Matters of Faith

The hardest thing to do in this life is believe.  This isn’t just about God (although that in itself is a blog post and a half) but faith is in everything you do and don’t do.

It takes guts to believe in anything.  The greatest irony in this world is that in order to go for something more than what you already have, whether that be a relationship, a career choice, or any other kind of goal you can imagine, it takes faith to begin it.

You have to believe that you can do it.   And that’s hard sometimes.  My goals are to write and make a living at doing my creative pursuits, whether it be writing, or podcasting or something else.

No matter what, there are times you are questioning what you are doing with your life.

I remember wanting to finish a comic book.  I had been working on it since I had been apprenticed in Taylor, AZ.  Circumstances had come to the point that my production had been ground to a halt.  I could not pay the artist I wanted to work for.  Rent was high for my wage, and it was a very, very slow crawl to save money.   And right when I was about to start being able to pay my artist to move forward, I was fired due to some very interesting circumstances.

I had to hitchhike to another city just to work, and make it on time as there is no buses out there, and this kept getting pushed back farther and farther away.  I wondered whether or not I’d ever leave Snowflake Arizona, let alone finish that comic book I was working on.

When I came back to Calgary I had to rebuild and recover for about a year.  Finally, I was able to finish the book.


Veritas is the book by the way.  Credit to my sister for taking this picture.

I always am impressed when someone finishes something with this kind of magnitude.  It took me so long to get so far on this book that every time I see anybody do something I appreciate the sacrifices it took to see that idea go to print.  It’s awesome.  Kudos to anyone who follows it through.

That was my goal and I did it.  There were times I thought I’d never do it.  I just kept on and on and on.  It was all I could do.  I did it, and I’m not ashamed to admit I cried.  I had wanted to do something, show something from that time and I could look at myself proudly.  I had seen this through.

At that point, it was the hardest thing I’ve ever done.

Of course, after some time passed, I wanted more.  I wanted to get back into books.  My plan was to do poetry again.  I had this grand idea of publishing an ebook version of a new poetry collection and sell some at cons.

That plan went out the door immediately as this longer poetry pieces morphed into this entire story told in poem form.  I got an amazing illustrator, and we made something I’m very proud of this day.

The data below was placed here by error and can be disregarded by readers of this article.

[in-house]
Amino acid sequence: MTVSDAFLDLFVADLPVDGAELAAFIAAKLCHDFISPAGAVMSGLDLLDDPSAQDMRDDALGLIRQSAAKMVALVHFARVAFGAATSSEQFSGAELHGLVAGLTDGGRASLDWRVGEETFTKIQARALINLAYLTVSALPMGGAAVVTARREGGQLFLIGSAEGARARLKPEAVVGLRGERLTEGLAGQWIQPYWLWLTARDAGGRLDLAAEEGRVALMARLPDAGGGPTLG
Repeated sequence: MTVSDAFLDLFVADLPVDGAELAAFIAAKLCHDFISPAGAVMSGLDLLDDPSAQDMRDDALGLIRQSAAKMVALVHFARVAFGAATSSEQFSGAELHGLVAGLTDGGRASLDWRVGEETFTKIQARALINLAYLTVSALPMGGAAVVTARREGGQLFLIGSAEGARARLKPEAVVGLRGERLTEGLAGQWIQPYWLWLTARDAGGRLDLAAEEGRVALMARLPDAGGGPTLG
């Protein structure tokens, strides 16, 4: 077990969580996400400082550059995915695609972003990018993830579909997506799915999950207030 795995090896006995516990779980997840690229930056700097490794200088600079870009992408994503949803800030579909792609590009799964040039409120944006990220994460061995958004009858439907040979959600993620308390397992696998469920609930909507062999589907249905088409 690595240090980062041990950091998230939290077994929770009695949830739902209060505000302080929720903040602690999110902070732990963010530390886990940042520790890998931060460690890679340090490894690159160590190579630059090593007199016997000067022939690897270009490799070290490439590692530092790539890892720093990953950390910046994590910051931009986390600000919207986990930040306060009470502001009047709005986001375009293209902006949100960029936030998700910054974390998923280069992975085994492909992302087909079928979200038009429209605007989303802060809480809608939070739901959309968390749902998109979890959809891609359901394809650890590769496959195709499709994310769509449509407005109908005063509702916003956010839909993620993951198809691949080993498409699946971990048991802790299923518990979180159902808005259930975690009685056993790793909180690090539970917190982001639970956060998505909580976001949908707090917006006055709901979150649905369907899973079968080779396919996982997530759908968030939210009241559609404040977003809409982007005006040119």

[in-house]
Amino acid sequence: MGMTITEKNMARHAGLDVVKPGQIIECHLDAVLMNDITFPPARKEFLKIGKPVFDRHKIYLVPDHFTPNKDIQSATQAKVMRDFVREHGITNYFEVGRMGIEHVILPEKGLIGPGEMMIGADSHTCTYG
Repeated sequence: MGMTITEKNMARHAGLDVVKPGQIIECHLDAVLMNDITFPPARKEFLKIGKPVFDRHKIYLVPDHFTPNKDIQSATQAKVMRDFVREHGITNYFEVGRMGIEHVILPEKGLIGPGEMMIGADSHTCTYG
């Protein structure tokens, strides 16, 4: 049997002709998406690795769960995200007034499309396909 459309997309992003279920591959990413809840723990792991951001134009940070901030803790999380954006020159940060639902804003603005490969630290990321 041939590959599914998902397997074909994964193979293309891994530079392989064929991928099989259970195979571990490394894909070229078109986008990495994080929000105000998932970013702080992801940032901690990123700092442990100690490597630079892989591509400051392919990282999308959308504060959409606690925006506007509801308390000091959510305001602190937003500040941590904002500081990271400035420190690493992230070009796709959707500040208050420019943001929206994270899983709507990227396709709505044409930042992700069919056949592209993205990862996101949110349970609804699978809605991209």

One of my first customers bought the book, liked it and asked what the heck I was going to do with it and my plans.  When I told her my master plan she told me she was opening up a publishing house and wanted to publish my books.

WatcherFront copy

So this became a thing.

I learned a very important lesson that I still apply to this day.  Nothing ever works out how you imagine it to.  There are ups and downs that just are never quite planned for.  But that sometimes leads to a greater truth, and that’s that sometimes things work out even better than you ever planned.

Even the podcast was an accident.  I had the opportunity to interview Robert J. Sawyer about three years ago for his book Quantum Night.  It was a random word from him that pointed me in the direction of the podcast.  I never thought about doing one, and decided ultimately to try.

Why not?

Which leads me to right now.  I never set out to do this for awards.  I love meeting people who do amazing things all the time.  This podcast has given me the opportunity to meet some incredible individuals.  Just to listen and talk to them about what they are trying to accomplish is inspiring.

Last week I had an email in my inbox I never expected to get doing the podcast.  The Aurora awards are given out from the Canadian Science Fiction and Fantasy Association (CSFFA) for work in excellence in science fiction and fantasy.

I was shocked that I was a finalist.  I never sent in a nomination for myself.  Someone else did and people agreed with them.

That, truly, is amazing to me.

Thank you all very much for this very cool honour.  I never thought I’d get an Aurora for this podcast.  I’m fine with it.  It is an honour to be nominated with people like Clare C. Marshall, S.M. Beiko, Mike Bryant, and Steve Swanson.  That’s a cool list of people to go against and root for.

Not to mention everyone else going into their own rewards.  Good luck to each and every one of you.

Which leads to my last point on faith.  You can’t be guaranteed of anything, but as often happens, when you work on something and put the dedication and time, somewhere along the way, you get others to believe in you too.  And that, truly is the most amazing thing of all. I’ve already won.  I mean sure, I would love to get that award, but this is something I never asked for, and to be able to get this chance…wow.  More than I could have hoped.

I already have a goal for next year however, and that’s to get an aurora for something I am writing.  Right this minute, it feels pretty good.




Published by jpantalleresco

I write and I wander. I am currently in Canada, tomorrow who is to say? I just released Veritas, my first comic, done with Craig Cermak and Jim Reddington. I currently write columns for and I have published essays, worked on magazines and movies and am working on my first novel, graphic novels and am planning on committing suicide on my first feature film. I chase my dreams wherever I may go. When I'm not writing I work on a day job and read, play video games and magic and chase girls. Sometimes I even catch them.

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